Notary and Translation Services in Ho Chi Minh City

By: City Pass Guide

Vietnam’s notary sector, like many other sectors in the country, has its origins in the French system. A notary agent offers a range of services including:

- Witnessing the signing of documents
-Transferring of company capital
- Payout to beneficiaries from an estate

Most notaries in HCMC offer translations but cannot notarise these documents. For that, you will need to source a translation company or your district’s Department of Justice (DOJ) office. However, if you have legal documents that need translating, it’s best to have a law firm do the work. The ward People Committees can notarise and certify copies of Vietnamese documents, while the district People Committees provide a similar service for foreign language documents.

What are the prices for notarisation services in HCMC?

The People’s Committee instituted a blanket fee for notarisation services in the city. Fees are as follows:

- Real estate auction contract: VND100,000/set
- Guarantee contracts: VND100,000/set
- Custody of testaments: VND100,000 /set
- Authorization contracts: VND40,000/set
- Cancellation of contracts or transactions: VND20,000/set
- Other documents: VND40,000/set
- Translation from/to a foreign language: VND45,000-200,000/page
- Issue copies of notarized documents: VND5,000/page, from the third page VND3,000/page

What about translation services in HCMC?

Translation services are plentiful in HCMC both to and from Vietnamese, and between many international languages. Payment structures vary from hourly rates to per page rates. Instead of using a notary (as they cannot notarise translated documents), hire a translation agency to both translate and notarise your documents. You can also have documents translated and notarised at the Department of Justice of HCMC, along with each district.

What notary’s offices or translation service providers in HCMC you should know?

Asia Notary
44 Võ Văn Tần, D3; +84 28 3930 0903

Bến Thành Notary Office
97-99-101 Nguyễn Công Trứ, D1; +84 28 3821 4999

Central Notary Office
454 Nguyễn Thị Minh Khai, D3; +84 28 6291 5485 / +84 9 0375 2525

Việt Úc Châu
20 Trần Cao Vân, D1; +84 28 3825 6420 / +84 9 8350 8611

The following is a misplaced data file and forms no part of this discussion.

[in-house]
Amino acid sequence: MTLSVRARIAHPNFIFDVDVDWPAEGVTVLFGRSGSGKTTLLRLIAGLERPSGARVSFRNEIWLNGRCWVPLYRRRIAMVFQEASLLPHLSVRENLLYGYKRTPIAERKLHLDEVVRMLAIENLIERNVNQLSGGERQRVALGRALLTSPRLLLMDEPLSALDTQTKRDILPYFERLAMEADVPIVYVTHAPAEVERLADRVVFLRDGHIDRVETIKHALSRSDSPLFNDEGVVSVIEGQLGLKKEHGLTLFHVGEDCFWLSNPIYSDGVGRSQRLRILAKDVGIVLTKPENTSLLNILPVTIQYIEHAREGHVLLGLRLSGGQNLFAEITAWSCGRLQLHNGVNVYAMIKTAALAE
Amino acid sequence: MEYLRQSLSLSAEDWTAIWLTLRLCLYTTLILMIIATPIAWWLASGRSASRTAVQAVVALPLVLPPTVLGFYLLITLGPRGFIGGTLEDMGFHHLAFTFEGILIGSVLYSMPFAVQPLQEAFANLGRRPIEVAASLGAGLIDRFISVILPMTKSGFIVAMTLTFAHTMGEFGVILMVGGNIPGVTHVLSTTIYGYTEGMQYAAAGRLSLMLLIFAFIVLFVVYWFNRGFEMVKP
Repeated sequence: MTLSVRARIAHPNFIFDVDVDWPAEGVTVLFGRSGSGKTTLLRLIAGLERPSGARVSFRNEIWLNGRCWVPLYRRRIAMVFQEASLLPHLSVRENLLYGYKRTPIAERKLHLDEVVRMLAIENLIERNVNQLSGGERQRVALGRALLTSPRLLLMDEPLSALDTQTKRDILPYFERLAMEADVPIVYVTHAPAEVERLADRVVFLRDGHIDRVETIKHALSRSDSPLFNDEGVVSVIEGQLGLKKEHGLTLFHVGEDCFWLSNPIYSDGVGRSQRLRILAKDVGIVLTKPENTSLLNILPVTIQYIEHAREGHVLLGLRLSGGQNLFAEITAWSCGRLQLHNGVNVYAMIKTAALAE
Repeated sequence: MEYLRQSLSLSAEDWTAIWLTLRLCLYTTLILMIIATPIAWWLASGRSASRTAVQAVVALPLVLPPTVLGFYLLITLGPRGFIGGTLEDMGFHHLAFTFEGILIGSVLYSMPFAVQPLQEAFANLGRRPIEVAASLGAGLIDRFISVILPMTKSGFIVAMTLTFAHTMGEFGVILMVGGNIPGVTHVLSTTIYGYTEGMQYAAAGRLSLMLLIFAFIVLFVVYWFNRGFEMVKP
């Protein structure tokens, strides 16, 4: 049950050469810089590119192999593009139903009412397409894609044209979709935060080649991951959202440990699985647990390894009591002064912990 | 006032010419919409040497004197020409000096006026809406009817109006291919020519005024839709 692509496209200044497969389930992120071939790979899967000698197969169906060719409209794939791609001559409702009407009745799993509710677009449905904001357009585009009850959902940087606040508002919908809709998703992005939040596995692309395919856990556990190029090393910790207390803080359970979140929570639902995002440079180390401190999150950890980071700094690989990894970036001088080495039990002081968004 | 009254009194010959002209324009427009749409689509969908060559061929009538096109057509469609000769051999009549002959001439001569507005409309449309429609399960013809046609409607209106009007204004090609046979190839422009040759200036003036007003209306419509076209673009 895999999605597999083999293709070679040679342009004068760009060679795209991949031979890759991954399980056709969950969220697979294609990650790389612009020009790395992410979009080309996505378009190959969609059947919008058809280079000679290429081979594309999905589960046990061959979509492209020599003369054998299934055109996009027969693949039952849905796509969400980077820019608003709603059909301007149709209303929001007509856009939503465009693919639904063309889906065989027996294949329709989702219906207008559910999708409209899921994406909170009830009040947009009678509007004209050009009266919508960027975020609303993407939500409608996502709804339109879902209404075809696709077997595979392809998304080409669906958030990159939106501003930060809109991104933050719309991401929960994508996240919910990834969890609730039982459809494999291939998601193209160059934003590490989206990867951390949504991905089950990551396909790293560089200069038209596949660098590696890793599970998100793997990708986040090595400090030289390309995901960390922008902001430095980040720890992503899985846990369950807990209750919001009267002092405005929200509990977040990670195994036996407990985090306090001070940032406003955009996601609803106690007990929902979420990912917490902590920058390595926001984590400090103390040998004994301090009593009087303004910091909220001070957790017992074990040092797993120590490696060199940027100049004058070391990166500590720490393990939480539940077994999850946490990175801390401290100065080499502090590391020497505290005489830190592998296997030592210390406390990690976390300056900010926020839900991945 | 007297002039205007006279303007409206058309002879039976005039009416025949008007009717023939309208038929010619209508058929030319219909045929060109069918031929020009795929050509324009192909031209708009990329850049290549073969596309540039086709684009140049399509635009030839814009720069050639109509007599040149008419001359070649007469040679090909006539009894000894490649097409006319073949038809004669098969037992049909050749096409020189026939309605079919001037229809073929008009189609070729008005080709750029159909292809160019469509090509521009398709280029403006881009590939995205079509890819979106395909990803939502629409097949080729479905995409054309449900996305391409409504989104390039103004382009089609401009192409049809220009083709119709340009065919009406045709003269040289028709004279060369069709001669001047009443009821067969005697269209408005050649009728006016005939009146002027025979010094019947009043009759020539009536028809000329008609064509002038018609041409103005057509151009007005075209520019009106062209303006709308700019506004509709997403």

DOJ branch for District 1
47 Lê Duẩn, D1; +84 28 3822 3404

DOJ branch for District 2
249 Lương Định Của, D2; +84 28 3740 0509

DOJ branch for District 7
7 Tân Phú, D7; +84 28 3785 0612

DOJ branch for Other Districts
185 Cách Mạng Tháng Tám, D3; +84 28 3834 2441
5 Đoàn Như Hài, D4; +84 28 3940 2388

For more practical information about living in Ho Chi Minh City, order our latest HCMC Resident Guide.

ibis Saigon Airport: The First Choice for Business Travellers

By: Keely Burkey

Most people think of airport hotels as having grungy carpets, questionable sheets and a nondescript continental breakfast. But when I got to the newly opened ibis Airport Saigon, I could immediately tell that it was different.


Checking in was a good experience. The lobby was well-designed, with plenty of natural light, a staircase leading up to the second floor and a Starbucks coffee shop firmly planted in the opposite corner.

Ibis lobby

The woman at the check-in desk was pleasant and professional, and told me a few key facts about the hotel. This branch opened in December 2016, making it one of the newest hotels in Saigon; a shuttle to and from the airport can be scheduled in advance, although Tan Son Nhat Airport is a mere six-minute walk from ibis’ front doors; and all ibis hotels offer what they call the 15-minute guarantee: ever since the first ibis opened in Bordeaux in 1974, every hotel ensures that if a customer has any sort of problem that’s not solved within 15 minutes, they get one more night free of charge.

Would I be able to wrangle a free night? I would soon find out.

Room with a View

The room was small, yet comfortable. Ibis offers a variety of rooms ranging from 18 to 72 square metres (you can also rent one of the studio, one-bedroom or two-bedroom long-stay apartments). My room came with a queen-sized bed, mini fridge, small electronic safe and flatscreen cable TV. From my fourth storey room I looked out over a manicured courtyard with numerous blooming plumeria trees.

Ibis room

Before dinner I decided to treat myself to some spa time. Bathing suit on, I headed to the rooftop swimming pool where I could see the main draw of the hotel: the view. The long, rectangular outdoor pool ran along one side of the hotel, overlooking Tan Son Nhat Airport. Going for a swim and watching planes take off and land is quite special.

Dinner at Oopen and Drinks at the Hub

Once I had worked up an appetite, I headed down to the 24-hour Oopen Restaurant on the first floor. The restaurant is best described as fresh and clean. I was seated quickly, and the wait staff were almost eerily efficient. I ordered the Terra pasta (linguini with creamy carbonara sauce with mushrooms), and as soon as I tasted it, I could tell Ibis was from Europe. If you’d prefer something Vietnamese, this fusion bistro offers delicacies like the Vietnamese barbecue pork banh mi and a more traditional com chien.